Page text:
Creating a complete system that deduplicated the data of approximately 3.3 million non-profit organisations.
The Basic Registry of Identified Global Entities (BRIDGE) is a collaborative project that aims to revolutionise information sharing.
BRIDGE is a system that assigns non-governmental organisations (NGOs), NGO programs and projects, and other entities in the social sector with a unique global identifier, a “numerical fingerprint” for non-profits in order to better understand the flows of philanthropic dollars and enhance transparency and effectiveness in the global social sector.
The main stakeholders in the project are organisations from the non-profit sector: GlobalGiving, Candid, and TechSoup that have a huge amount of data, and there are many non-governmental organisations in the world that could use it in countless ways.
An innovative system
The BRIDGE system could be a significant step toward connecting disparate sources of data and providing a richer access to this data to non-profit leaders so that they can learn about social change at scale. It will also help donors to understand the sector and the organisations working for change.
Challenge there was, of course, that we had to bring together the data of all those four organisations into one place and the assign these unique Bridge IDs to all of the unique organisations that were in the four data sets. BRIDGE had to tackle a system and design a system that allowed us to figure out which records across the four organisations were the same. The only way that Bridge could be successful, if less than 3% out of that whole matching exercise, would end up being, what we can call, an ambiguous record.
Paul van Haver
BRIDGE project in numbers
of duplicates that we identified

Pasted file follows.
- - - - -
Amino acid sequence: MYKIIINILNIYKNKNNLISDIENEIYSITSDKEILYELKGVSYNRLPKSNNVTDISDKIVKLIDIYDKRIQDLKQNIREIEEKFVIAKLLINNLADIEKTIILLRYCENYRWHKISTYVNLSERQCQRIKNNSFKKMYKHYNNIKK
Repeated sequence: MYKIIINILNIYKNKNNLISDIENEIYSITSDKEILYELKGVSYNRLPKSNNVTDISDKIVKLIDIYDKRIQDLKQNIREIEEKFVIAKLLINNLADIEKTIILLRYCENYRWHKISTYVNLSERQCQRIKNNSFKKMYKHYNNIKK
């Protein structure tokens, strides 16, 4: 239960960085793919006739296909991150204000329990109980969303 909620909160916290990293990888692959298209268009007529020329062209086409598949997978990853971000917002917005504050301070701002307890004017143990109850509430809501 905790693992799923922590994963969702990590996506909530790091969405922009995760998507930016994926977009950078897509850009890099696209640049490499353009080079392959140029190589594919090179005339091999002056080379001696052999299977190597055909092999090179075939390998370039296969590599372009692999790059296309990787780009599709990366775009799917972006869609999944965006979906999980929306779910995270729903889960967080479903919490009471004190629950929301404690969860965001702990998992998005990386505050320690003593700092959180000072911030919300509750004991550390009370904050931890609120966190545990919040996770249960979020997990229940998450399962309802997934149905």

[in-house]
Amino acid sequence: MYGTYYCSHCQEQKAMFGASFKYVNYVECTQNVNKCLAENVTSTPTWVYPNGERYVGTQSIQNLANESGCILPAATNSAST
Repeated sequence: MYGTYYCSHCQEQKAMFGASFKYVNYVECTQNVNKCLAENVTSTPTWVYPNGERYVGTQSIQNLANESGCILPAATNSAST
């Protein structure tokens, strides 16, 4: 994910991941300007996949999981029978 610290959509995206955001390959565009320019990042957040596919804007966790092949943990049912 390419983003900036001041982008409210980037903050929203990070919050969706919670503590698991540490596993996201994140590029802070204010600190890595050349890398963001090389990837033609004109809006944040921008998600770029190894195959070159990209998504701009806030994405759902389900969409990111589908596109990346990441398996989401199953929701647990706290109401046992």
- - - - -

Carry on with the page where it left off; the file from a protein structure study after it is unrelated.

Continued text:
BRIDGE IDs in the system
of non-profit organisations provided by the clients
duration of the first phase of the project
Scope of work
To reach the final solution, we had to solve a specific problem: the deduplication of data about nonprofit organisations.
More than a software solution
Our role was to develop a complete solution integrated with the Amazon AWS cloud and able to store and deduplicate millions of organisations from the clients’ systems. We had to take care of performance issues, security, data backups or the appropriate redundancy of servers, and clusters of database systems.
We were also responsible for technical decisions and the direction of the development. Thanks to that, the team had a strong sense of ownership for the deduplication solution and a sense of responsibility for the state of its development.
This was a generally well-run project, showing good ownership and good creativity on the product side. Technically producing good results. Good openness of activities and product progress guiding us where that was needed. Well engaging the clients in various meetings weekly. Liked the demos and making progress concrete. Liked the openness to investigate or do things differently as we went through the months.
The deduplication issue
Because of the exceptional nature of the project, in which we worked with four clients, our role in BRIDGE was, in some respects, different from the typical one.